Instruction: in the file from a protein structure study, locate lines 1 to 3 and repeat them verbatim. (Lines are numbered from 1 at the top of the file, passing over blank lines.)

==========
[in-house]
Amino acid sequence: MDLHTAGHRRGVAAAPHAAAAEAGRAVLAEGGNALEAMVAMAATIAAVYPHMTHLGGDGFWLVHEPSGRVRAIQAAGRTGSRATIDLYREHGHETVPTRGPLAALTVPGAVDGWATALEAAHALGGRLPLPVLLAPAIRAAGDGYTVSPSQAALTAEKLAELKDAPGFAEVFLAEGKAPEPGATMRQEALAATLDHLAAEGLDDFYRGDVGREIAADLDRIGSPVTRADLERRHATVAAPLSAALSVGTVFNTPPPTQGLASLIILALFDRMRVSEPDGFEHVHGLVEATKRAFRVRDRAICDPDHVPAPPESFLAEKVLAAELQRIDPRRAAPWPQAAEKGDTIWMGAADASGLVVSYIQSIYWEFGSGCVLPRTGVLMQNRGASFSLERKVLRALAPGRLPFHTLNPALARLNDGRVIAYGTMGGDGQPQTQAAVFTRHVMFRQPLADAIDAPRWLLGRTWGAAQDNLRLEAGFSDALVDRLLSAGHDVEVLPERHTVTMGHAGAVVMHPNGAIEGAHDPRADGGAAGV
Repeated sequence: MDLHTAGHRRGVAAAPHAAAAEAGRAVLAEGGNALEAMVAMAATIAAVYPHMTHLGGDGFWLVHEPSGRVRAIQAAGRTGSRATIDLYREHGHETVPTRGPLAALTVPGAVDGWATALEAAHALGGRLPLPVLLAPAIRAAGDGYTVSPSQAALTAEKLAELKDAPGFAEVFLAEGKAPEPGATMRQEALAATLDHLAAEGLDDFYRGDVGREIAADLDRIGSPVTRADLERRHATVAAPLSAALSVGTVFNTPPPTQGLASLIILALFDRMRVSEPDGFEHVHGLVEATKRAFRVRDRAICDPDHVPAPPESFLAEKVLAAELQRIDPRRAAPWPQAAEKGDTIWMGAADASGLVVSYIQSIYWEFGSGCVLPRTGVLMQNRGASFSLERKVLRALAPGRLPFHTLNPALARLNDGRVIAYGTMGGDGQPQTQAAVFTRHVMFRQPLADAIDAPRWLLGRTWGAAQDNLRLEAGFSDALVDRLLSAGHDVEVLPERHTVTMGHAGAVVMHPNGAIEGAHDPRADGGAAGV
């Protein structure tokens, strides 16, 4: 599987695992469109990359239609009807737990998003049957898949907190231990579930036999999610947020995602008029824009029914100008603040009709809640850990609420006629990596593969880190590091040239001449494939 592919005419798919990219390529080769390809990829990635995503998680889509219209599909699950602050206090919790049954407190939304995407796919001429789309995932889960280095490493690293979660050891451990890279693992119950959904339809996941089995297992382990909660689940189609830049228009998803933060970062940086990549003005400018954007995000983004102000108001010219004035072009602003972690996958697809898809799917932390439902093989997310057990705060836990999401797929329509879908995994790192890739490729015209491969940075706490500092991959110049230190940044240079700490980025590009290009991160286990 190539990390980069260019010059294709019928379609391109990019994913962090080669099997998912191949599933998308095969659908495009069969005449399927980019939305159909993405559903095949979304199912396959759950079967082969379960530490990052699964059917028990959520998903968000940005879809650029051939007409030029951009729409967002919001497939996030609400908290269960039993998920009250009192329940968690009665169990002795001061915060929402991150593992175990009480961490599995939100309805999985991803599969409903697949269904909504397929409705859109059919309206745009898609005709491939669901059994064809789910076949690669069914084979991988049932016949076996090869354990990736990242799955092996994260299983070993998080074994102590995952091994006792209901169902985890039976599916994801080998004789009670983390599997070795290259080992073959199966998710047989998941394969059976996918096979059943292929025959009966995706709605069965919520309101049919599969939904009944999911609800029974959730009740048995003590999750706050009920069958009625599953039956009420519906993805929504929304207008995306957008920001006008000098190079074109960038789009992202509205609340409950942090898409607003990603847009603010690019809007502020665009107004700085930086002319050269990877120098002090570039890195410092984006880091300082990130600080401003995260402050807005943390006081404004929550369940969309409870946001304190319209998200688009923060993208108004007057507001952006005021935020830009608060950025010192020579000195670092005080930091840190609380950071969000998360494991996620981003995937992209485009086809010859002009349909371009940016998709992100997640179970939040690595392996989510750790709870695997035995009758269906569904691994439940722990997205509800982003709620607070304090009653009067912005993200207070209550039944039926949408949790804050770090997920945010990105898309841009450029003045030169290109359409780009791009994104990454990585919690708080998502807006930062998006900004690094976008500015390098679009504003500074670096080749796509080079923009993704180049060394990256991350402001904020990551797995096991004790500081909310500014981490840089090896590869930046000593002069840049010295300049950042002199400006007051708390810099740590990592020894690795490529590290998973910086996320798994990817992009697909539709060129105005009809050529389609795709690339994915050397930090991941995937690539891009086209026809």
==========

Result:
[in-house]
Amino acid sequence: MDLHTAGHRRGVAAAPHAAAAEAGRAVLAEGGNALEAMVAMAATIAAVYPHMTHLGGDGFWLVHEPSGRVRAIQAAGRTGSRATIDLYREHGHETVPTRGPLAALTVPGAVDGWATALEAAHALGGRLPLPVLLAPAIRAAGDGYTVSPSQAALTAEKLAELKDAPGFAEVFLAEGKAPEPGATMRQEALAATLDHLAAEGLDDFYRGDVGREIAADLDRIGSPVTRADLERRHATVAAPLSAALSVGTVFNTPPPTQGLASLIILALFDRMRVSEPDGFEHVHGLVEATKRAFRVRDRAICDPDHVPAPPESFLAEKVLAAELQRIDPRRAAPWPQAAEKGDTIWMGAADASGLVVSYIQSIYWEFGSGCVLPRTGVLMQNRGASFSLERKVLRALAPGRLPFHTLNPALARLNDGRVIAYGTMGGDGQPQTQAAVFTRHVMFRQPLADAIDAPRWLLGRTWGAAQDNLRLEAGFSDALVDRLLSAGHDVEVLPERHTVTMGHAGAVVMHPNGAIEGAHDPRADGGAAGV
Repeated sequence: MDLHTAGHRRGVAAAPHAAAAEAGRAVLAEGGNALEAMVAMAATIAAVYPHMTHLGGDGFWLVHEPSGRVRAIQAAGRTGSRATIDLYREHGHETVPTRGPLAALTVPGAVDGWATALEAAHALGGRLPLPVLLAPAIRAAGDGYTVSPSQAALTAEKLAELKDAPGFAEVFLAEGKAPEPGATMRQEALAATLDHLAAEGLDDFYRGDVGREIAADLDRIGSPVTRADLERRHATVAAPLSAALSVGTVFNTPPPTQGLASLIILALFDRMRVSEPDGFEHVHGLVEATKRAFRVRDRAICDPDHVPAPPESFLAEKVLAAELQRIDPRRAAPWPQAAEKGDTIWMGAADASGLVVSYIQSIYWEFGSGCVLPRTGVLMQNRGASFSLERKVLRALAPGRLPFHTLNPALARLNDGRVIAYGTMGGDGQPQTQAAVFTRHVMFRQPLADAIDAPRWLLGRTWGAAQDNLRLEAGFSDALVDRLLSAGHDVEVLPERHTVTMGHAGAVVMHPNGAIEGAHDPRADGGAAGV